New Hallmark Movie Series 
For years now, we have been standing idly by as Hallmark dominates the Holiday Season with Santa movies without paying any royalties to yours truly. Although the movies are often well made and star my fave performers such as Lori Loughlin, the fact remains that the holiday season belongs to Santa, not to Hallmark. However, generous as ever, we have now formed an agreement with Hallmark to produce a new Santa series that will replace Hallmark's 2016 Christmas line-up. Watch out on your big and little screens for the following New Movies: 

• Santa and the Science-Based Goals 
• Santa Brings Every Child an Eco-toy for Christmas 
• Love at the Christmas Compost Party 
• Santa Makes an SDG Wish for Christmas 
• The Sustainable Mistletoe Promise 
• My Christmas Citizenship Dream 
• A Perfect Positive Impact Christmas 
• A Heavenly Christmas Engaging Stakeholders 
• Santa and the Sustainability Reporting Mystery 

All of these full-length movies feature Santa in the starring role and they are guaranteed to bring a tear to your eye this holiday season. Lori Loughlin, Hallmark’s most proliferous and talented actress, also features in each of these movies, because she is Santa’s favorite. And she always solves the Garage Sale Mysteries which is an advantage in case there is any foul play on the set. Do let us know if you have enjoyed a Santa Hallmark movie this season. We are already working on sequels to all the above. 

New Santa Reality Series 
Santa never ceases to be amazed at the growth in popularity of reality TV and the interest that viewers have in following the personal lives of so many individuals for no particular reason. But, if the Kardashians can do it, if Mariah Carey can do it and heck, if the Amish can do it, then so can Santa. Apparently, reality TV reflects the thirst that the general population has for transparency. Santa believes that transparency could reinforce the trust and love that people everywhere have for Santa. Starting in 2017, a brand-new series of Santa Reality will air on prime time every day for a full year. In preparation for the show, we have kitted out our entire elf and reindeer population with personal microphones and we installed cameras throughout the North Pole. In order to achieve full transparency, we decided to hold nothing back. For some viewers, this may be a disturbing experience. Especially the parts where Santa is in the bathroom after the regular Wednesday breakfast curry, and one episode where overweight elves get stuck in a narrow chimney as they were preparing to help Santa deliver toys on Christmas Eve. Unfortunately, the only way to resolve this situation was to demolish the chimney or dismember the elves. We chose the latter because the chimney was Trump Tower chimney and therefore very high profile. After a gruesome episode in which we cut up several elves and shipped the parts to cannibals in Fiji, we subcontracted the Trump Tower toy delivery to Alex Baldwin who successfully navigated the chimney and was filmed doing so on Saturday Night Live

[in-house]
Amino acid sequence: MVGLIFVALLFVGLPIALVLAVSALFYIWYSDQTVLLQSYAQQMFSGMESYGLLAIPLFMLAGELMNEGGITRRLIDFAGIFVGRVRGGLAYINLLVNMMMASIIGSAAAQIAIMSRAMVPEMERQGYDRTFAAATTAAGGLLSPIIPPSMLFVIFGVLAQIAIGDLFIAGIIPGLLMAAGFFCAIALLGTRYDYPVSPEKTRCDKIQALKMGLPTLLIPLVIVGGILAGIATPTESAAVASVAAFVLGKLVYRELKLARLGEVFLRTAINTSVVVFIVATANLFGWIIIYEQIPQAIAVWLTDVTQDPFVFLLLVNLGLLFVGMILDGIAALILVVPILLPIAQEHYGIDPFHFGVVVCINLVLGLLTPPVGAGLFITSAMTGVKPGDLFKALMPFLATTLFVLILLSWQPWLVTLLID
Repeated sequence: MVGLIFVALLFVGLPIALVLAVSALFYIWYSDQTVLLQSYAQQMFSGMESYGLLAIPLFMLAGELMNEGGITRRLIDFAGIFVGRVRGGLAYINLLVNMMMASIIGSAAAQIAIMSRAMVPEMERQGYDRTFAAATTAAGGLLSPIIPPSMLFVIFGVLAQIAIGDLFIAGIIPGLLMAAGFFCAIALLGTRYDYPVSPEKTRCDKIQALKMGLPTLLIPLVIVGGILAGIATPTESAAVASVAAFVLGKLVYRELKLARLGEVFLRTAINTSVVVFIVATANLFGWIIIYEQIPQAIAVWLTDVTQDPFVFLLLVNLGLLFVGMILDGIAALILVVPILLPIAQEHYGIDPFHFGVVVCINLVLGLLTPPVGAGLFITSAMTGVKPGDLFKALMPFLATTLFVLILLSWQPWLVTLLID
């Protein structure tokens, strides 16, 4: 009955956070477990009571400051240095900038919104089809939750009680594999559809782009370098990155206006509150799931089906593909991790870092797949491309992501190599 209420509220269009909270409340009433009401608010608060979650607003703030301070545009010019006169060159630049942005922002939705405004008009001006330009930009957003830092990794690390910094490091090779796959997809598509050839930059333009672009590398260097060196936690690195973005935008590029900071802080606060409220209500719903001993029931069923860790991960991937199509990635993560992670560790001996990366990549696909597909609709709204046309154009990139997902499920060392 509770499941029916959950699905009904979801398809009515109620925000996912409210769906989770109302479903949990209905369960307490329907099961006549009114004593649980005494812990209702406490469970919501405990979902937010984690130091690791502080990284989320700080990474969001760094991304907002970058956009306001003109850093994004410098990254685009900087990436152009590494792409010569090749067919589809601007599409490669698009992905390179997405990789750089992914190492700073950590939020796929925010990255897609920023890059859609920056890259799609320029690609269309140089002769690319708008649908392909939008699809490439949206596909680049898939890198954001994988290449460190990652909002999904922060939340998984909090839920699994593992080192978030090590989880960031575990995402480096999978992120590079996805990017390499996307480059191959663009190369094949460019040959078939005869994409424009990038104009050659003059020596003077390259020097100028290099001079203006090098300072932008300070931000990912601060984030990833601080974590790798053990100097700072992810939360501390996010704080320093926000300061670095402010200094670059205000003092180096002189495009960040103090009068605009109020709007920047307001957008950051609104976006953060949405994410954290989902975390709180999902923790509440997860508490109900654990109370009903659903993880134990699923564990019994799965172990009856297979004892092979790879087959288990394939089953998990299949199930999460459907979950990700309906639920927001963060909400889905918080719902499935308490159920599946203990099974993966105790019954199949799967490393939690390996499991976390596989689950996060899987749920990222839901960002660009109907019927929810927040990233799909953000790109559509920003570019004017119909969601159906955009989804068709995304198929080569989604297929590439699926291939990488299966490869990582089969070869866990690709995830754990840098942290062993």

Santa on Mars 
A new venture we have undertaken in the past year is the fulfilment of our promise to bring toys to all the children of Mars, even if we still don’t know where they are. We believe that populating Mars is the solution to a sustainable planet Earth as the likelihood of achieving the recommendations of the IPCC sometime before we all reach the age of 243 is seriously close to zero. Therefore, we have accelerated our plans to support this initiative by being inclusive and spreading our joy and goodwill to territories unknown. Getting to Mars has been a bit of a problem, as our reindeer cannot survive in Mars’s atmosphere and we didn’t have enough oxygen tanks to support our team of elves. Therefore, instead of the sleigh, we chartered a Virgin Galactic satellite, specially customized for our elf population, and we kitted out a compact team of elves with Mars survival kits, including several cans of Red Bull in case they suffer a bout of low blood sugar. In our first trial mission, we deposited several toys for children of all sexes and ages in craters around the planet. We also left a few iPhone 7’s just in case they are Mars-proof as well as waterproof, so that the kids could give us a call if they wanted to replace any toys. To our delight, we received several calls from satisfied kids on Mars. We also received several complaints about the iPhone 7’s. Apparently, the battery life on Mars is even poorer than it is on Earth, and it’s impossible to use the earphones that were “in the box” while the iPhone is on constant charge. We addressed this by shipping out a batch of recalled Samsung Galaxy Note 7’s, but they all exploded before they could reach their galactic destination. 

Toy Developments 
As we do every year, we have continued to expand our range of toys and in 2016, we decided to focus on toys that support SDG 5 – gender equality – with a breakthrough innovation: A woman Santa. Yes, this is the first ever gender-balanced Santa doll in the history of Santakind. Santa Woman comes in 5 different editions, empowering women everywhere.

 • Santa Woman Housewife: Special edition of a doll that can cook, clean, shop, raise children, make the beds, run errands, look after elderly parents, perform conjugal duties, and even make home-made ice cream. She needs very little care and attention and never gets worn out. This Santa Woman is most popular with boys. 
• Santa Woman Executive: We only make around 5% of Santa Women Executives, representing the penetration of women in leading roles in business today. This edition is first in the office every day and last to leave, wears suit and a tie, goes for drinks after work and beats all the Santa Men Executives at almost every project. The good news is that Santa Woman Executives come at about 60% of the price of Santa Men Executives and they never need to be promoted.